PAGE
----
"Mom, have you seen my keys?"
It was pouring rain.
RING! I awoke to the sound of my alarm.
Try to make something more memorable, that will set the tone for the rest of the book.
4. Trimming the fat
I hate opening a sample and seeing all this excess--a page devoted entirely to one short quote, acknowledgments, preface. Sigh. Here's the rundown:
-Quote: put it at the top of the chapter, put it somewhere else, but don't put it on its own page. Even if it somehow relates entirely to your story, it's just filler.
-Acknowledgements: I do think you need to thank those who helped your produce your work. However, you don't need to put it up front. Stick it in the back.
-Preface: I hate to say it, but nobody cares about the process for writing this book. Unless you're Tolkien or this is the third edition of War and Peace or you just died, nobody needs to know about how this book came into being. To me, it's a show of indulgence.
5. Ease into it
I hate going to the front page of an e-book and seeing horrible swears and shock value. I'm down to swear, don't get me wrong, but I think it's immaturity on the part of the writer to try to make the reader take a step back and go, "Wow, this dude has no filter!" I think you need to ease into the world you've created. Let the reader love the characters before you really delve into their roughness. And I think you need to let the reader dip their toes in. If you've got a futuristic, sci-fi novel, don't open with something like:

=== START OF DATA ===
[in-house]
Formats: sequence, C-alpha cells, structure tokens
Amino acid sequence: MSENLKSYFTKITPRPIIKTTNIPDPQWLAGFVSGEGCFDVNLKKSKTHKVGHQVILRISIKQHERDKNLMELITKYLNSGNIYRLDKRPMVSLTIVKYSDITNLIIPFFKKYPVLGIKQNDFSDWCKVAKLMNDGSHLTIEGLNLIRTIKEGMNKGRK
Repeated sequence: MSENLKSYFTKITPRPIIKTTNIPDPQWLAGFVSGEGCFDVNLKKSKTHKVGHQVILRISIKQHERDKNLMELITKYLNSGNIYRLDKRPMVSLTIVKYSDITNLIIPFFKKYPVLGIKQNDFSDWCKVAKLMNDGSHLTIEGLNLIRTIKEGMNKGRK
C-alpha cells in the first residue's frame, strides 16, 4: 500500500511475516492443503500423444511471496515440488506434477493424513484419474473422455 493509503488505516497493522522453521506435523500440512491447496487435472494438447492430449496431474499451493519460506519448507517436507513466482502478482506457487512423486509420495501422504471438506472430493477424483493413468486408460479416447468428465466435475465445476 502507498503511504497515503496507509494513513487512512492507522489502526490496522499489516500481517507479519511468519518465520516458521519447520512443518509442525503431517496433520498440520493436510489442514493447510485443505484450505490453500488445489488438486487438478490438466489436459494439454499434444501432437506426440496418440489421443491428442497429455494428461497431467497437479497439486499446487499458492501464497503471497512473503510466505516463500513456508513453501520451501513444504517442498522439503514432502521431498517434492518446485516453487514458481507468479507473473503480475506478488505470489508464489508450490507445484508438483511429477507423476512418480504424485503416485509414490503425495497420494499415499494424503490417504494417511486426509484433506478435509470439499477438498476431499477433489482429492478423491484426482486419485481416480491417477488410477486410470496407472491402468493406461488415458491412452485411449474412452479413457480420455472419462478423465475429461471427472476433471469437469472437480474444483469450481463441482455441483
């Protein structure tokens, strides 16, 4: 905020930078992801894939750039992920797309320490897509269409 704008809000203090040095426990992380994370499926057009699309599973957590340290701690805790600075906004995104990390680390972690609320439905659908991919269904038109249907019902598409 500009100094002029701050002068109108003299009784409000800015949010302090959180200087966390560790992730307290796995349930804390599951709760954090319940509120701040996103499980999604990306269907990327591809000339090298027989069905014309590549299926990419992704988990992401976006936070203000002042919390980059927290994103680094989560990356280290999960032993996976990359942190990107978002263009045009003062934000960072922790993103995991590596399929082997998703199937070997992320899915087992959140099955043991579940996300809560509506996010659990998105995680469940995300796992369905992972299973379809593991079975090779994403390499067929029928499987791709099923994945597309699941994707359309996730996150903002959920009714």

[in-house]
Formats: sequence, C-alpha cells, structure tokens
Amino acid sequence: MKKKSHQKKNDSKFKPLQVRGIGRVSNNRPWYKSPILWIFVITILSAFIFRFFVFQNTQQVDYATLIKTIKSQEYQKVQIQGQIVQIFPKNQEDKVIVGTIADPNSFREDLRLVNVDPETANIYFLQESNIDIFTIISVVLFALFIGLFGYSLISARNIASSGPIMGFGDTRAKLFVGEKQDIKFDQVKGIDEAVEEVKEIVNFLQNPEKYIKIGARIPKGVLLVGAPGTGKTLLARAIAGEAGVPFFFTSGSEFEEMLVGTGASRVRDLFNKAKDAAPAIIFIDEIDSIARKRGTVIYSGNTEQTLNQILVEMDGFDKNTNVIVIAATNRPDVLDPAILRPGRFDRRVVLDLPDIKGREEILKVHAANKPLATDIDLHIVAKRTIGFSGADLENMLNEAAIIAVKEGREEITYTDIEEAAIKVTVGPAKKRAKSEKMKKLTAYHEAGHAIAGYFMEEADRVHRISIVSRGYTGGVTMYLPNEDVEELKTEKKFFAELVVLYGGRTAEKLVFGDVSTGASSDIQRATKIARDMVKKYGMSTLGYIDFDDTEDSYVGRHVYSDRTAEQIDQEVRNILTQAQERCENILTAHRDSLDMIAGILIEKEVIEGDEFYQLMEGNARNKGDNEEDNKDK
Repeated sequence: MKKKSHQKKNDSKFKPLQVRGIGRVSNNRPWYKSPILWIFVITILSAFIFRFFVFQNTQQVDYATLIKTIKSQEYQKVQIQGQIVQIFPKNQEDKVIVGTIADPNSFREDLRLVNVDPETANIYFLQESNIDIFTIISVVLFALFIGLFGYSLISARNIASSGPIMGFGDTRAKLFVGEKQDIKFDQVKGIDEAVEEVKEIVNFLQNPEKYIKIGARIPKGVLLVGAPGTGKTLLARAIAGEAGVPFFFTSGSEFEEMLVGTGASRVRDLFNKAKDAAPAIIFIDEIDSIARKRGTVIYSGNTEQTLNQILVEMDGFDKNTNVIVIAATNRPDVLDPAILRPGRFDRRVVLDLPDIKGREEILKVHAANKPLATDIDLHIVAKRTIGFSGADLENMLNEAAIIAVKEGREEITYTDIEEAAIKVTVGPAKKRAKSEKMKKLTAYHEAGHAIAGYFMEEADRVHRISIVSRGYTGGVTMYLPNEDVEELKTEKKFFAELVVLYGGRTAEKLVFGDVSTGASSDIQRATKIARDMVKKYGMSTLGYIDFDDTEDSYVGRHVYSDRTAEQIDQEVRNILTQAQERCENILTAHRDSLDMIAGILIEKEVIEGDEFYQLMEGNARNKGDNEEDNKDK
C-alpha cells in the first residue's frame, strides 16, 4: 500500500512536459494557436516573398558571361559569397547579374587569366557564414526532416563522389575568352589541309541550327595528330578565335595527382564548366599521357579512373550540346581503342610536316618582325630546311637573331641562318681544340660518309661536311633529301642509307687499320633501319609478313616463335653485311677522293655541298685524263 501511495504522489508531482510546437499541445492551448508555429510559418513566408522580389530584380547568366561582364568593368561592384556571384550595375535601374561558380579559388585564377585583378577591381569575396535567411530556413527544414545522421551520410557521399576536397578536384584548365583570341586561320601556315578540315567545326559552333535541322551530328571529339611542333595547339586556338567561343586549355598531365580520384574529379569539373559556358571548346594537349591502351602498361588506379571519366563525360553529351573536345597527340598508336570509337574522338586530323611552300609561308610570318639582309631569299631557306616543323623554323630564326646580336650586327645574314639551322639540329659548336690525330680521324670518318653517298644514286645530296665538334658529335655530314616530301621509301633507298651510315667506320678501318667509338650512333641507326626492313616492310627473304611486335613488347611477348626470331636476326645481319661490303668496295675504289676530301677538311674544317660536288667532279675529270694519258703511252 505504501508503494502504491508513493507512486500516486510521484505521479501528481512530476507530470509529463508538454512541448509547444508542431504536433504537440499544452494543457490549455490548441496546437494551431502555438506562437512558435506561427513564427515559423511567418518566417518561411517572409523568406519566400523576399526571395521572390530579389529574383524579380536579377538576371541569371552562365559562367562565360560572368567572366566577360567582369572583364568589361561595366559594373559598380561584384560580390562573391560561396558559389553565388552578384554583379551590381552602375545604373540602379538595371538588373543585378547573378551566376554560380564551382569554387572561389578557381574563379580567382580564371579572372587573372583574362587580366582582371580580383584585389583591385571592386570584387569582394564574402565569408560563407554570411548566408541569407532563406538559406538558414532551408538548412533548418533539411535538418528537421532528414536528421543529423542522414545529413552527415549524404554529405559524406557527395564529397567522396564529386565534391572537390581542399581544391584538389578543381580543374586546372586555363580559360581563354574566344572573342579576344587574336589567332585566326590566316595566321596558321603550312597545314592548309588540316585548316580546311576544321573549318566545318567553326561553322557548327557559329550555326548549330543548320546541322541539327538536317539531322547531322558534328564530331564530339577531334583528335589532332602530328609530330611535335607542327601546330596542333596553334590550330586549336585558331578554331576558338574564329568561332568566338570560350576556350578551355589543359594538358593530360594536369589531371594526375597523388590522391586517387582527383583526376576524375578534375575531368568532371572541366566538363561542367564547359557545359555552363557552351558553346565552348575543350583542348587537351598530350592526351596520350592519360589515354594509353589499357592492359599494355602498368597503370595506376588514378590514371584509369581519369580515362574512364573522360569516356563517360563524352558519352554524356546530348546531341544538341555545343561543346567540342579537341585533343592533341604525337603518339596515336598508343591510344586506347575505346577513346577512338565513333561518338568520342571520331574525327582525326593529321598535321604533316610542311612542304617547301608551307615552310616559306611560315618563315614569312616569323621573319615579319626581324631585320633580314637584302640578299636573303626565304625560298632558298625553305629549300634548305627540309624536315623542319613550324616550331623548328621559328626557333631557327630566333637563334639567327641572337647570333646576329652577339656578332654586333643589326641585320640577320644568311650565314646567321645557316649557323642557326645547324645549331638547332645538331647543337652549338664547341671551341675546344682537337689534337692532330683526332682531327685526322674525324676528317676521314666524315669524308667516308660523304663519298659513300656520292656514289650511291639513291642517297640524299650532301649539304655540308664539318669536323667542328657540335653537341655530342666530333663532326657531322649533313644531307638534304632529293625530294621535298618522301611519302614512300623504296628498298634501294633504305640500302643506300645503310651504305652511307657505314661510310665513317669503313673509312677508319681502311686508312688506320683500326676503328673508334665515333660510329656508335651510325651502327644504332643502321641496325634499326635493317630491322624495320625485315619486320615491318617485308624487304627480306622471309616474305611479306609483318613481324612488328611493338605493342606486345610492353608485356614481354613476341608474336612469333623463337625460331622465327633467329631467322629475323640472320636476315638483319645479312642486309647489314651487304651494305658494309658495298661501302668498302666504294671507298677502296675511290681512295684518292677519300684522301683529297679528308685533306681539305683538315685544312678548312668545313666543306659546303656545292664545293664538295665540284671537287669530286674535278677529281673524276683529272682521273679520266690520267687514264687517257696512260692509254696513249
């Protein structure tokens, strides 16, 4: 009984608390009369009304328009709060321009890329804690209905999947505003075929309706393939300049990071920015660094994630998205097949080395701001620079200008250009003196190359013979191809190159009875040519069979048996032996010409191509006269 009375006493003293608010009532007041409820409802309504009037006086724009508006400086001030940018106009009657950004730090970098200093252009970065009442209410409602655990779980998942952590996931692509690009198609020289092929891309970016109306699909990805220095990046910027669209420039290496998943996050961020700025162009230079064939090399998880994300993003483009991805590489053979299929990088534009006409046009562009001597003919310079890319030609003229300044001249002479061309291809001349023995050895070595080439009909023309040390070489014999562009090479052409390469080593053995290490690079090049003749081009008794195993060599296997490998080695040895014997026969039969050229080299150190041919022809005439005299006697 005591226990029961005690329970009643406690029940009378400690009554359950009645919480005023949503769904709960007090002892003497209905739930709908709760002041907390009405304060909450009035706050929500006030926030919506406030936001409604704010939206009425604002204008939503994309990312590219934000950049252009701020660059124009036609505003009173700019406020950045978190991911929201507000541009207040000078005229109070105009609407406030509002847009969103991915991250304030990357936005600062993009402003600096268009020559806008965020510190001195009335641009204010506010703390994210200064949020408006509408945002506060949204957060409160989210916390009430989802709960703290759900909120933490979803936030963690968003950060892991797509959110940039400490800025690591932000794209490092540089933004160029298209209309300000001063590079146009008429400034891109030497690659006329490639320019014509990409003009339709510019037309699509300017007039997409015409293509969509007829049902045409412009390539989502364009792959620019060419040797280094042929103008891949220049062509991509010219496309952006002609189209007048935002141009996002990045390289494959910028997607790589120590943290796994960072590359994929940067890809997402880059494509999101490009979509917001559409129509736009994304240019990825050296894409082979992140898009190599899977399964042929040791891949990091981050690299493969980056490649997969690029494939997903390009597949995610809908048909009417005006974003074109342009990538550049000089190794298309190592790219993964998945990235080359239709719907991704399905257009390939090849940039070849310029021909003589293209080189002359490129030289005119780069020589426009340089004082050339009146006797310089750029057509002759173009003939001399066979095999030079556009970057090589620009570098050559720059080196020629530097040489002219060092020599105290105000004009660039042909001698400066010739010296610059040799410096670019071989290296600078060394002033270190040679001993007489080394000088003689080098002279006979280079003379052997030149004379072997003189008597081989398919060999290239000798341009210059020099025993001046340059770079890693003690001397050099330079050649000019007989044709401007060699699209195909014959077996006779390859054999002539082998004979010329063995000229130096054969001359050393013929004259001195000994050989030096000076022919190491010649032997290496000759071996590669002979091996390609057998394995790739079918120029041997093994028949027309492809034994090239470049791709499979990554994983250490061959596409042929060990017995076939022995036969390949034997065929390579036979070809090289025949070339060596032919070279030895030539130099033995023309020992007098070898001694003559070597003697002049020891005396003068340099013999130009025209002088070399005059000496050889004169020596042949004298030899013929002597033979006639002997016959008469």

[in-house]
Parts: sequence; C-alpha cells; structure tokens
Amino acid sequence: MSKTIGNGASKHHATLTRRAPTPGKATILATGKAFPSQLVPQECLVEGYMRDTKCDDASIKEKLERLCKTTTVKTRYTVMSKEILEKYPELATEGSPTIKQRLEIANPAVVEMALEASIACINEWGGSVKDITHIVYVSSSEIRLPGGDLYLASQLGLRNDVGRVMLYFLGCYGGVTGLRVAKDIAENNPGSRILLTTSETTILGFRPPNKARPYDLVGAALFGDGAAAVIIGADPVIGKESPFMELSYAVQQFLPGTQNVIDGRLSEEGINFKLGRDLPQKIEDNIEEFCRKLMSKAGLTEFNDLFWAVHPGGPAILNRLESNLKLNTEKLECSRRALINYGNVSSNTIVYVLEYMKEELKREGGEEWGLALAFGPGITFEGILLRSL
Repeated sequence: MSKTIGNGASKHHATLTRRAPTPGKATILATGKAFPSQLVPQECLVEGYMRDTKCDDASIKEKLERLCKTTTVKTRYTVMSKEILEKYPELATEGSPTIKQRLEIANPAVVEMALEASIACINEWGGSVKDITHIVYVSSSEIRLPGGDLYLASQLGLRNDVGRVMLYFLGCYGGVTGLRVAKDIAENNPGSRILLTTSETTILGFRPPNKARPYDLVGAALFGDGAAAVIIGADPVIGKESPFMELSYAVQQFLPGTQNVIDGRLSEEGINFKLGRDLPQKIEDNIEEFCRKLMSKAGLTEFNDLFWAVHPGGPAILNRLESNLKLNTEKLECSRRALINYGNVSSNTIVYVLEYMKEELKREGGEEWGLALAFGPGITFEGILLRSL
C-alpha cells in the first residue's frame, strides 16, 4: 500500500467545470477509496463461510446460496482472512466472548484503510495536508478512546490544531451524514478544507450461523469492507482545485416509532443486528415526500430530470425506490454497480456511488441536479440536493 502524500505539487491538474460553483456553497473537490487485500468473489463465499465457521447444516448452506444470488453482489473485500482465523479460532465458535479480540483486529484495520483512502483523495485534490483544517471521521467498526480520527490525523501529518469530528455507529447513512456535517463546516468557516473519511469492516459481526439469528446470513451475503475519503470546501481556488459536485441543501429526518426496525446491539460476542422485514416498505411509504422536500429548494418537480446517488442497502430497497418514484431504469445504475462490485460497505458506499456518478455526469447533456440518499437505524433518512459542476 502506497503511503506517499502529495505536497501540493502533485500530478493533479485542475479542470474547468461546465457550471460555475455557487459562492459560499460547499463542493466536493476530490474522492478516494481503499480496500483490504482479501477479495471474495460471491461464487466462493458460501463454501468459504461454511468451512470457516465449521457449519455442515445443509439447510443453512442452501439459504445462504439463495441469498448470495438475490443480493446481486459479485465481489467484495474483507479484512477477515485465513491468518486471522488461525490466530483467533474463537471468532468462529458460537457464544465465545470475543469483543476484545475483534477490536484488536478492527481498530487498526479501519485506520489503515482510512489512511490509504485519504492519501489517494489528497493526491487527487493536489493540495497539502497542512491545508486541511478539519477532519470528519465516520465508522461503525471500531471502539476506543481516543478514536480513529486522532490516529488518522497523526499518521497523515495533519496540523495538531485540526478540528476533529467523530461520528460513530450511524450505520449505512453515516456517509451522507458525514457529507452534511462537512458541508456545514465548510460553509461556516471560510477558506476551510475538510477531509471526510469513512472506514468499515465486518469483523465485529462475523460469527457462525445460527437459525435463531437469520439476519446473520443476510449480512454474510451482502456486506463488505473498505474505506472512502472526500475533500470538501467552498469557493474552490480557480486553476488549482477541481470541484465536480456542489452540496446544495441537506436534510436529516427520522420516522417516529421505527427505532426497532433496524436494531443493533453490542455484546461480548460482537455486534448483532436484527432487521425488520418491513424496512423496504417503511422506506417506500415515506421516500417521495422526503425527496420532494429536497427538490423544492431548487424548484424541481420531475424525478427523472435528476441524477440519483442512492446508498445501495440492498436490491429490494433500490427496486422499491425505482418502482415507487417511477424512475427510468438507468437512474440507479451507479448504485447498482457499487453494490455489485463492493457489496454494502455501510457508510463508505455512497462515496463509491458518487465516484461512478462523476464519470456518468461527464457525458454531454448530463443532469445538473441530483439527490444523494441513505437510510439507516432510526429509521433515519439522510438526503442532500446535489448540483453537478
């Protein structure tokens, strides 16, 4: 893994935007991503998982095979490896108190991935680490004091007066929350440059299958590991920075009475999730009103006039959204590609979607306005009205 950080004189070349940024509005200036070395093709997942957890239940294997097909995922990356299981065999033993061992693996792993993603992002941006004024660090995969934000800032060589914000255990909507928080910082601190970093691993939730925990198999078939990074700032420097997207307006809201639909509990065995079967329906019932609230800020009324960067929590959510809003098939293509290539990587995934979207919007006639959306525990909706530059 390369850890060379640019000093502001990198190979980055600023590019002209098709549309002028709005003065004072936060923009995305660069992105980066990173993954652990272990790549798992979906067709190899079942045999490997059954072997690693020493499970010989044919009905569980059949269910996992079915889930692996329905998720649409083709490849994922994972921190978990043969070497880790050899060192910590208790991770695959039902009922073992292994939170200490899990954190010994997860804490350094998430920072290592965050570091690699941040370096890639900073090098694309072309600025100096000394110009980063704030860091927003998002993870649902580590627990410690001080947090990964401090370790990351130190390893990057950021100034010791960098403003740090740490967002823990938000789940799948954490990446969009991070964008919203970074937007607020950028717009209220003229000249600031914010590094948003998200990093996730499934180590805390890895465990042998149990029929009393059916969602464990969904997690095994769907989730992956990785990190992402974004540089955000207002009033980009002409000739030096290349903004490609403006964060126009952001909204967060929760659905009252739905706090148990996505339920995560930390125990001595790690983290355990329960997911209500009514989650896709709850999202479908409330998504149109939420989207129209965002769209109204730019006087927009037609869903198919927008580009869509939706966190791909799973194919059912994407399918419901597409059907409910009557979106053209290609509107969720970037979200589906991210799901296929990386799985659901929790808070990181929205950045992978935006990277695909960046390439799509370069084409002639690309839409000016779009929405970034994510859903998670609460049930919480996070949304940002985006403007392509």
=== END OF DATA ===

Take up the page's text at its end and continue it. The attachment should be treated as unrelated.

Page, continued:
The age of the Kandondorfs was supposed to be the age when the Mogreffs and the Binfaels would finally make peace. But unsurprisingly, the Kandondorfs and their fleet of Averinthians had other plans in mind. The War of the Yestfell lasted for only two years, but the devastation to the race of Ginfees was immeasurable. It was the first extinction since the fall of the Mivglos in 3486.
I know, I know, you've worked hard. But foreign jargon from the get-go is off-putting. Obviously, we all managed to get through A Clockwork Orange, but if you're an indie writer, it's just not gonna fly.
6. Don't sell the farm
Leave a little intrigue. 10% is easy to predict--you've got a 250 page word doc, then the sample will be the first 25 pages. You've got 120,000 words, the sample will be the first 12,000. Take into consideration the mysteries you can create in that very specific amount of space. The point of a sample is that it needs to make the reader want to KEEP reading. I've read some decent samples with good writing and fine storylines, but if that's ALL, it's not enough to keep me. I just read a great sample that starts out with a girl writing letters to her friend about how curious it is that people keep getting sicker. It made me want to keep reading past the sample to find out how this blows into a full-on pandemic.
Obviously, the most important thing to do is write a great book. But marketing is key if you want anyone to ever find it.